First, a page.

The Debate Over Unlimited Vacations
To many, the idea of being able to take as much paid time off from work sounds like a gift. After all, who wouldn’t want the option to come and go as she pleases, to show up to the office a couple times a week, and not have to worry about a paycheck penalty for doing so?
Unlimited vacation policies tout a flexible workplace culture intended to boost morale and retain exempt employees. In an ideal world, companies that offer such a benefit have faith in their professional staff, and co-workers trust one another to be reasonable and not take more than a couple weeks off each year. There is also the collateral benefit of direct cost cutting. With no accrued unused vacation days, there is no payout upon employees’ departures, no attendant administration costs and no liability on the balance sheet. A win-win for all … at first glance.
Many companies, however, simply cannot offer this kind of benefit. They have contractual deadlines to meet, customers to be serviced or require in-person collaboration for creative projects. Still other companies are traditional and require old-fashioned face time from 9 to 5. For those businesses, it’s assumed that if you’re not in the office, you’re not working.
Businesses that can, but don’t, provide unlimited vacation are uncomfortable with the practice for one reason: trust. They distrust staff and anticipate employees will abuse the policy by taking off too much time. It’s feared that if unlimited time is offered, employees will abuse it and feel entitled to it. Consequently, the employer would lose control and be unable to terminate the policy.
And what about the responsible employees who take minimal vacation and are left behind to shoulder the extra burden? Do they feel unappreciated, worthless or invisible for holding the company together while others are galivanting about, posting photos of themselves on Facebook and flouting their unlimited vacation? That’s never helpful for morale or retention.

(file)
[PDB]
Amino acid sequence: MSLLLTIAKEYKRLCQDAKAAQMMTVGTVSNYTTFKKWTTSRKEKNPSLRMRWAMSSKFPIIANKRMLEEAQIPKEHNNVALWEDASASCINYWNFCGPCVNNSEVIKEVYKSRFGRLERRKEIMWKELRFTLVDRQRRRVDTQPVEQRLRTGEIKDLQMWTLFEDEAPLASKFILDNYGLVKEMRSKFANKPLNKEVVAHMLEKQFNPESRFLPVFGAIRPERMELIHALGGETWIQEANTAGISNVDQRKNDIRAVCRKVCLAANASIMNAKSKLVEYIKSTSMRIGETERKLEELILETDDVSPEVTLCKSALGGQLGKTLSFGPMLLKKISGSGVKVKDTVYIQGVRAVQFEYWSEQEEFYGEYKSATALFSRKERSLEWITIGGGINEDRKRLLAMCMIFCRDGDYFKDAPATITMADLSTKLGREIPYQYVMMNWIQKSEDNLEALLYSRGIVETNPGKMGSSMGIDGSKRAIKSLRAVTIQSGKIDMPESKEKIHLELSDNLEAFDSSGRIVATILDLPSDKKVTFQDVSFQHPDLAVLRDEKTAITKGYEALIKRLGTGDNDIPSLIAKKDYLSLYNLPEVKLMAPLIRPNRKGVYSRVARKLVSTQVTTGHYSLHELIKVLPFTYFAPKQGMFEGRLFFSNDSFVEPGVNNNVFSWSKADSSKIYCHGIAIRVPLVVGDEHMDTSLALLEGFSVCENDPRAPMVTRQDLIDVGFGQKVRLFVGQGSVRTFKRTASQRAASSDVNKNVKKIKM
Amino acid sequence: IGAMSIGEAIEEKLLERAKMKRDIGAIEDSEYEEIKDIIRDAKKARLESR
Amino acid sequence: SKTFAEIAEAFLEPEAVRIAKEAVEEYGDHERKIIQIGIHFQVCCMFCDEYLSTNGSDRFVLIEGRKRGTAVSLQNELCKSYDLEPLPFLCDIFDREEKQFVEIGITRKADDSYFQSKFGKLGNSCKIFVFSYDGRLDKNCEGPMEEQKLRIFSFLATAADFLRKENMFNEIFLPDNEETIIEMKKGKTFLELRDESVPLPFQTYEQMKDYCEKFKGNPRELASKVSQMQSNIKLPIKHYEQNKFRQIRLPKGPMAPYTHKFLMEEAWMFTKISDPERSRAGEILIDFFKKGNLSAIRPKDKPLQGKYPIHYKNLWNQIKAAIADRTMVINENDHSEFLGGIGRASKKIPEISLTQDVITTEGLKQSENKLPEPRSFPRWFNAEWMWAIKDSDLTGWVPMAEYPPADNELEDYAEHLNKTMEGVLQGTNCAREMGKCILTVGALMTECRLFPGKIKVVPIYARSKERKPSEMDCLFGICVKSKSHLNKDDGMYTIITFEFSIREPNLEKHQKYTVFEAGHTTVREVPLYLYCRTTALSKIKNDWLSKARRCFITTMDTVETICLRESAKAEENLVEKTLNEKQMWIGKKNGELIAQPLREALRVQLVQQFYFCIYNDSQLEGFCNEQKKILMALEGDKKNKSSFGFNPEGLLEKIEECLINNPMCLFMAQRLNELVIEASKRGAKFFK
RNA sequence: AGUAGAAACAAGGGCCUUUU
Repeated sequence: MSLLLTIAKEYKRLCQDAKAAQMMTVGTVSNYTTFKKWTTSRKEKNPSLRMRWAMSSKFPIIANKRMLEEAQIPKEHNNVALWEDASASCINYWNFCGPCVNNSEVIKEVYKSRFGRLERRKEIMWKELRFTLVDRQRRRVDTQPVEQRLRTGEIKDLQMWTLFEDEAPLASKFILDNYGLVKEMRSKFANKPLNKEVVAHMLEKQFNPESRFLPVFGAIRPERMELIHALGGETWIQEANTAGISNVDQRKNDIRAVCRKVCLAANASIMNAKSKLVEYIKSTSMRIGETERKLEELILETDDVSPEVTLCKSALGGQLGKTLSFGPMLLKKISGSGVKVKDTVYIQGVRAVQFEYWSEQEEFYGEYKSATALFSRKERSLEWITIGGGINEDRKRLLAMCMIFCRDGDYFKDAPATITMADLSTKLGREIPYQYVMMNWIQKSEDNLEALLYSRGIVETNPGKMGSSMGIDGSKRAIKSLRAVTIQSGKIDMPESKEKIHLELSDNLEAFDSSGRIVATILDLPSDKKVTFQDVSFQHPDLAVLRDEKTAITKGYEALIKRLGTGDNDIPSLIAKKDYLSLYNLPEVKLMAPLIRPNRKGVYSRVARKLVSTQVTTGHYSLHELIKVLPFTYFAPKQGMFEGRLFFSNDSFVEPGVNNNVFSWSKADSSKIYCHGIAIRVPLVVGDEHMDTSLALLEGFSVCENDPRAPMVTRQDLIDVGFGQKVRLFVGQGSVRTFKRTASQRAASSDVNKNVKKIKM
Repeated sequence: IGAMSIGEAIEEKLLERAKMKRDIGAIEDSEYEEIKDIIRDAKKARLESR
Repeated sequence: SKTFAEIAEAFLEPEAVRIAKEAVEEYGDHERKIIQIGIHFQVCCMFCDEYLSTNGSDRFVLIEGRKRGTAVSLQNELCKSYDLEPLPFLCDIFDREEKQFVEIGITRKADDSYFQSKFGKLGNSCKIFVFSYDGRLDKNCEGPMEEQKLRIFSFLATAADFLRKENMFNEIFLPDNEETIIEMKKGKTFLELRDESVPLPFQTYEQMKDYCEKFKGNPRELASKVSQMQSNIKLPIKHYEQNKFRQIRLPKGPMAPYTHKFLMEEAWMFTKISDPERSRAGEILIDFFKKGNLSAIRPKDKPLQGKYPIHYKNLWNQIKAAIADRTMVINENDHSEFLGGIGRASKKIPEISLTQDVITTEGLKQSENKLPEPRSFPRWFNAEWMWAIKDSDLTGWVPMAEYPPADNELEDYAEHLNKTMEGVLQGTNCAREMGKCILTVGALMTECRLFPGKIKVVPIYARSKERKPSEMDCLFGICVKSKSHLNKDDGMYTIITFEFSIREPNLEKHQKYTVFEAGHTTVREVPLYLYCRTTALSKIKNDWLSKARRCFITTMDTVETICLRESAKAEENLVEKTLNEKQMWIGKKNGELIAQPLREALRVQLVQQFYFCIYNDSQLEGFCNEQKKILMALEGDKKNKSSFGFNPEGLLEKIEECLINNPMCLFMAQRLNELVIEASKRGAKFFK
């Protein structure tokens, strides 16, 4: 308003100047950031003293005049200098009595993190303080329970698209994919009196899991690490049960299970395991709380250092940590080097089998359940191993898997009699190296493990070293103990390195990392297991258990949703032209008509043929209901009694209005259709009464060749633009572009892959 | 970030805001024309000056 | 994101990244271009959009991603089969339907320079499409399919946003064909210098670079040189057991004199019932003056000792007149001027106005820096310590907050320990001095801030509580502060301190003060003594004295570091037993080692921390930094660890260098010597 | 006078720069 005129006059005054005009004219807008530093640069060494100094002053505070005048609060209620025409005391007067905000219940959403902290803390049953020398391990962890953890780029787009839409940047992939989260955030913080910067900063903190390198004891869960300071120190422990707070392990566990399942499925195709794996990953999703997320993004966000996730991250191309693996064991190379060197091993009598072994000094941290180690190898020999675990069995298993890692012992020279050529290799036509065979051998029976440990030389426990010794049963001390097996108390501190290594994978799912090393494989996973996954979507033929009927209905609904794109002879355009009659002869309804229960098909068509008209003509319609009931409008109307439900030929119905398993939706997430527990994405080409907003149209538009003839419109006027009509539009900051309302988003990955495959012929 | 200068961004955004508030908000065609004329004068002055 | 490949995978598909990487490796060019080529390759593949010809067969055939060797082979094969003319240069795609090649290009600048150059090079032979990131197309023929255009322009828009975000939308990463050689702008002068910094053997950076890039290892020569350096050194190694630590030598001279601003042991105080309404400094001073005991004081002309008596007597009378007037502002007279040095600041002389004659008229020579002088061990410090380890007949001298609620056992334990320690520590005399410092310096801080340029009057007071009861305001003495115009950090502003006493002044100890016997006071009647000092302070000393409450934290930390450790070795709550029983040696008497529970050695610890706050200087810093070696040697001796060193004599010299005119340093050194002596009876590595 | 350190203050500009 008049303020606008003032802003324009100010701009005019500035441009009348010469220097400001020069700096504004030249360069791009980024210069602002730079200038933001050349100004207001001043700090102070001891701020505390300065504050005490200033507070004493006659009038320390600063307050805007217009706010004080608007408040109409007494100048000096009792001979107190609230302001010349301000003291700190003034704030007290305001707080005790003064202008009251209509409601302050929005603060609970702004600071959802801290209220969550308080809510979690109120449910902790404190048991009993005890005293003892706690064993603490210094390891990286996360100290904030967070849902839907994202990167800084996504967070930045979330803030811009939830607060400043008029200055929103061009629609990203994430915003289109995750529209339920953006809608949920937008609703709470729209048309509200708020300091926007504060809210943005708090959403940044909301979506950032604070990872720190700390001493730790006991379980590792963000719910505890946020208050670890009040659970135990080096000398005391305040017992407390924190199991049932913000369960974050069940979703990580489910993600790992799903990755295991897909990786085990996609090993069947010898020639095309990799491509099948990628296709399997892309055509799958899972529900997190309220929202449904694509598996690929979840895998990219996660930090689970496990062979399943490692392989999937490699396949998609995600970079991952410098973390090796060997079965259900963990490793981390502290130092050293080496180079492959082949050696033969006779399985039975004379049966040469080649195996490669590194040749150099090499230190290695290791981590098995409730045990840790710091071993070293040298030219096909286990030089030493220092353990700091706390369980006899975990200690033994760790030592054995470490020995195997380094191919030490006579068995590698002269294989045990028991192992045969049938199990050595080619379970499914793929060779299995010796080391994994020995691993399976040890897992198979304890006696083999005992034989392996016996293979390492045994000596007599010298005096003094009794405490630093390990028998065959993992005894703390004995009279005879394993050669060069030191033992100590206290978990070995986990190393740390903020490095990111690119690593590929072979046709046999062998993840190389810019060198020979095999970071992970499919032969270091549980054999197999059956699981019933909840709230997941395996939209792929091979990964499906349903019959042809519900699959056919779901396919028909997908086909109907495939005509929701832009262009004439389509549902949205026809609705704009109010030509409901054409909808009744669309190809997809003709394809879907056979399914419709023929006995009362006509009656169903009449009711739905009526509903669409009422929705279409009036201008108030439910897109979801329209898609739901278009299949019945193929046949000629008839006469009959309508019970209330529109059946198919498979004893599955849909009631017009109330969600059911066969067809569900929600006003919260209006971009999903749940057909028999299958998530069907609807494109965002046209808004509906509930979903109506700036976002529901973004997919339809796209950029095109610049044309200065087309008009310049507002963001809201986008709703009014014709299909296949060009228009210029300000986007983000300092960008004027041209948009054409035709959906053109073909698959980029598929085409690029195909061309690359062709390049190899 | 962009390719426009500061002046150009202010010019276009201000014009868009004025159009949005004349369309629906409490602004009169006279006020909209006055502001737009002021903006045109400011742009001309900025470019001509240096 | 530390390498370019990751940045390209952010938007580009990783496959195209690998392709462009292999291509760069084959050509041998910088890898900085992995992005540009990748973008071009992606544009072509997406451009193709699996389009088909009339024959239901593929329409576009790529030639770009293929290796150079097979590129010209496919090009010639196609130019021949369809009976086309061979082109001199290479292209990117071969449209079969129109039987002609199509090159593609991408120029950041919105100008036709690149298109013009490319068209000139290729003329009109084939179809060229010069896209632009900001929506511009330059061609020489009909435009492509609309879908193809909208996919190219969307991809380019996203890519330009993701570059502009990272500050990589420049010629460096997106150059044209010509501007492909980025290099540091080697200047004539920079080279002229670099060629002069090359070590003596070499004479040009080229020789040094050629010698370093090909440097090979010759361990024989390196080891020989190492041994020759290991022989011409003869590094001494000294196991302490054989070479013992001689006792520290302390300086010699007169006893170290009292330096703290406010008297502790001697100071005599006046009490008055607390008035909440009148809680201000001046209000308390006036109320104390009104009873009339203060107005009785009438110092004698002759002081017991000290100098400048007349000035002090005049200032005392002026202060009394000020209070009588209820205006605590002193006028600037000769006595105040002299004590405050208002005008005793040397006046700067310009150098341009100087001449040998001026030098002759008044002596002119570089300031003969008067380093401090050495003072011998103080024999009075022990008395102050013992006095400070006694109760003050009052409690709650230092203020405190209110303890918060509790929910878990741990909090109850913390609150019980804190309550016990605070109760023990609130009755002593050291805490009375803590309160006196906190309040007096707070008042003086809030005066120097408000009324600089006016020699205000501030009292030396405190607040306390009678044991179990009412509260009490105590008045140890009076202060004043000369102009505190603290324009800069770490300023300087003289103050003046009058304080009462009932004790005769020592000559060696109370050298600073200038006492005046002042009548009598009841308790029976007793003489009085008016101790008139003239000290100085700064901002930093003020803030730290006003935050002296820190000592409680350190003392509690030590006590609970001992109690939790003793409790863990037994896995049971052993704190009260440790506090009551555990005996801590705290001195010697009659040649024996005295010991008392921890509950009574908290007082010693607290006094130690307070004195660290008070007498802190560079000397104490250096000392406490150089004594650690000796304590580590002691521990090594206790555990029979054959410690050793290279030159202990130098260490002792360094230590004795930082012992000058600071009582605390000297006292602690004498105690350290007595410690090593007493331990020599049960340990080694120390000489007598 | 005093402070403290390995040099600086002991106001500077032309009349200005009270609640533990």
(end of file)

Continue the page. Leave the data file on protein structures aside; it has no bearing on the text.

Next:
One business owner asked me, “Can’t other issues arise with unlimited vacation, like when it gets confused with sick leave? For example, what if someone has complications from surgery and has to extend his time off? Can a company’s unlimited paid vacation kick in? At some point, does it get capped? Doesn’t this complicate short-term or long-term disability benefits?” These all are realistic complications that would need to be vetted and analyzed in advance so that the policy isn’t applied discriminately.
Fortunately, abuse of unlimited vacation is rare. What keeps employees grounded in reality is their integrity. No employee wants to be responsible for missing a deadline, accused of low productivity, having customer complaints or feel ostracized by co-workers for not pulling their weight.
Surveys have shown that offering unlimited vacation may have the unanticipated consequence of employees taking no vacation. Competitive employees will forego vacations in hopes of advancing careers and being available to accept new projects, hoping for an early promotion, increased pay or a larger year-end bonus.
Sadly, one thing we can all agree on is that vacations are no longer pure or sacred. Gone are the days when you could sit on a beach, play in the sand, listen to the radio and enjoy time with family and friends from sunup to sundown without a worry about work. Vacationers are still “on” because they’re tethered to smart technology. They excuse themselves from the activity du jour to participate in conference calls, prepare documents, respond to emails and stay connected – anytime and from anywhere in the world. The point is, while employees on vacation may not be physically present in the office, they’re still mentally present. All told, a single 8-hour vacation day may only be a 6- or 7-hour work break.